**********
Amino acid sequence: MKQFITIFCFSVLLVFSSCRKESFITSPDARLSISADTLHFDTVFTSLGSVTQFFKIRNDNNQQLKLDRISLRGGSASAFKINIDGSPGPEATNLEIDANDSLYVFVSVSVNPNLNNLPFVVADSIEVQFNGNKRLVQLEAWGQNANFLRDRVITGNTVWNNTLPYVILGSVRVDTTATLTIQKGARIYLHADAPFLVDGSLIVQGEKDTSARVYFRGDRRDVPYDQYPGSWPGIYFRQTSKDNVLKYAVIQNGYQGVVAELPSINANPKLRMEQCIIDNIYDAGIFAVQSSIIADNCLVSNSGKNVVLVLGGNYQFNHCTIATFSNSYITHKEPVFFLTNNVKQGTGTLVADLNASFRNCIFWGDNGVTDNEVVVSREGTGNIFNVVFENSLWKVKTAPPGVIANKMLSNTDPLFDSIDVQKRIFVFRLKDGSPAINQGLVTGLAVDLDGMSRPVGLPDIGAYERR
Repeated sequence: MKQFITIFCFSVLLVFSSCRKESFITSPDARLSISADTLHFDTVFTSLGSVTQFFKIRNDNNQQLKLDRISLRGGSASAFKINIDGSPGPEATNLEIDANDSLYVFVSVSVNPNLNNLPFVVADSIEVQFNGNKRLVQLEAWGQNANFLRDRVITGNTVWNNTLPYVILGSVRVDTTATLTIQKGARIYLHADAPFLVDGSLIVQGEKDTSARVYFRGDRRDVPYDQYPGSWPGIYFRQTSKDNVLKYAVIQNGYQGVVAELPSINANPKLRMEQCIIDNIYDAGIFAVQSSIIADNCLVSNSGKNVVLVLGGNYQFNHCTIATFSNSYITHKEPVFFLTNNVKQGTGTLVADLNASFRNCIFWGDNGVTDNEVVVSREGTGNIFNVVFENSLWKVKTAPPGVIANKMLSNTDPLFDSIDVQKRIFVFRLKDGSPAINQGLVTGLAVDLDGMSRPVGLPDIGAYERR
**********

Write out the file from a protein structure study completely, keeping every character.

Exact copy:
Amino acid sequence: MKQFITIFCFSVLLVFSSCRKESFITSPDARLSISADTLHFDTVFTSLGSVTQFFKIRNDNNQQLKLDRISLRGGSASAFKINIDGSPGPEATNLEIDANDSLYVFVSVSVNPNLNNLPFVVADSIEVQFNGNKRLVQLEAWGQNANFLRDRVITGNTVWNNTLPYVILGSVRVDTTATLTIQKGARIYLHADAPFLVDGSLIVQGEKDTSARVYFRGDRRDVPYDQYPGSWPGIYFRQTSKDNVLKYAVIQNGYQGVVAELPSINANPKLRMEQCIIDNIYDAGIFAVQSSIIADNCLVSNSGKNVVLVLGGNYQFNHCTIATFSNSYITHKEPVFFLTNNVKQGTGTLVADLNASFRNCIFWGDNGVTDNEVVVSREGTGNIFNVVFENSLWKVKTAPPGVIANKMLSNTDPLFDSIDVQKRIFVFRLKDGSPAINQGLVTGLAVDLDGMSRPVGLPDIGAYERR
Repeated sequence: MKQFITIFCFSVLLVFSSCRKESFITSPDARLSISADTLHFDTVFTSLGSVTQFFKIRNDNNQQLKLDRISLRGGSASAFKINIDGSPGPEATNLEIDANDSLYVFVSVSVNPNLNNLPFVVADSIEVQFNGNKRLVQLEAWGQNANFLRDRVITGNTVWNNTLPYVILGSVRVDTTATLTIQKGARIYLHADAPFLVDGSLIVQGEKDTSARVYFRGDRRDVPYDQYPGSWPGIYFRQTSKDNVLKYAVIQNGYQGVVAELPSINANPKLRMEQCIIDNIYDAGIFAVQSSIIADNCLVSNSGKNVVLVLGGNYQFNHCTIATFSNSYITHKEPVFFLTNNVKQGTGTLVADLNASFRNCIFWGDNGVTDNEVVVSREGTGNIFNVVFENSLWKVKTAPPGVIANKMLSNTDPLFDSIDVQKRIFVFRLKDGSPAINQGLVTGLAVDLDGMSRPVGLPDIGAYERR